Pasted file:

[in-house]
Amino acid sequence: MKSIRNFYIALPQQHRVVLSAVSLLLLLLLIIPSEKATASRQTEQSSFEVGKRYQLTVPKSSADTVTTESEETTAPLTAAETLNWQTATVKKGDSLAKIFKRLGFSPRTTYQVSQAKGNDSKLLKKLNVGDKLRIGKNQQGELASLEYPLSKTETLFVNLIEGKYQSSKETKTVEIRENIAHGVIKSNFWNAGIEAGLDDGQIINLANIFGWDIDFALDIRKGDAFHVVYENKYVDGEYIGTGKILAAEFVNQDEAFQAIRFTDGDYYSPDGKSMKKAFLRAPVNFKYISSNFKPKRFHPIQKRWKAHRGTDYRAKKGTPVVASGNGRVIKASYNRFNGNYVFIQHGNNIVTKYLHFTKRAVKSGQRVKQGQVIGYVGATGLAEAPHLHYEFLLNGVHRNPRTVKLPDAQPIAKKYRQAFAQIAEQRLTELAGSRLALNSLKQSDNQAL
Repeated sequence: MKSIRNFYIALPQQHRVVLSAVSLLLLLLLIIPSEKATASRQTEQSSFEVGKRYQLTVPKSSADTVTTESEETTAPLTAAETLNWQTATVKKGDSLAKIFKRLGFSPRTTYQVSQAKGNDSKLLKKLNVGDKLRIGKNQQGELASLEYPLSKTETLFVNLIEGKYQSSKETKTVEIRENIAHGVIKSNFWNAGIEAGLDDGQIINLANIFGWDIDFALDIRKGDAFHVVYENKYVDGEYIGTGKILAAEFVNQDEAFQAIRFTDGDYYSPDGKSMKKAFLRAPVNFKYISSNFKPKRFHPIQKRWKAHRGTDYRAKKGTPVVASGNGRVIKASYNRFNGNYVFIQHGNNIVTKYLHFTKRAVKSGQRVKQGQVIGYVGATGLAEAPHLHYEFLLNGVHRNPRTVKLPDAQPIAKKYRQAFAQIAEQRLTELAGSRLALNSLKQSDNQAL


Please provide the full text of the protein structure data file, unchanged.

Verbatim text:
[in-house]
Amino acid sequence: MKSIRNFYIALPQQHRVVLSAVSLLLLLLLIIPSEKATASRQTEQSSFEVGKRYQLTVPKSSADTVTTESEETTAPLTAAETLNWQTATVKKGDSLAKIFKRLGFSPRTTYQVSQAKGNDSKLLKKLNVGDKLRIGKNQQGELASLEYPLSKTETLFVNLIEGKYQSSKETKTVEIRENIAHGVIKSNFWNAGIEAGLDDGQIINLANIFGWDIDFALDIRKGDAFHVVYENKYVDGEYIGTGKILAAEFVNQDEAFQAIRFTDGDYYSPDGKSMKKAFLRAPVNFKYISSNFKPKRFHPIQKRWKAHRGTDYRAKKGTPVVASGNGRVIKASYNRFNGNYVFIQHGNNIVTKYLHFTKRAVKSGQRVKQGQVIGYVGATGLAEAPHLHYEFLLNGVHRNPRTVKLPDAQPIAKKYRQAFAQIAEQRLTELAGSRLALNSLKQSDNQAL
Repeated sequence: MKSIRNFYIALPQQHRVVLSAVSLLLLLLLIIPSEKATASRQTEQSSFEVGKRYQLTVPKSSADTVTTESEETTAPLTAAETLNWQTATVKKGDSLAKIFKRLGFSPRTTYQVSQAKGNDSKLLKKLNVGDKLRIGKNQQGELASLEYPLSKTETLFVNLIEGKYQSSKETKTVEIRENIAHGVIKSNFWNAGIEAGLDDGQIINLANIFGWDIDFALDIRKGDAFHVVYENKYVDGEYIGTGKILAAEFVNQDEAFQAIRFTDGDYYSPDGKSMKKAFLRAPVNFKYISSNFKPKRFHPIQKRWKAHRGTDYRAKKGTPVVASGNGRVIKASYNRFNGNYVFIQHGNNIVTKYLHFTKRAVKSGQRVKQGQVIGYVGATGLAEAPHLHYEFLLNGVHRNPRTVKLPDAQPIAKKYRQAFAQIAEQRLTELAGSRLALNSLKQSDNQAL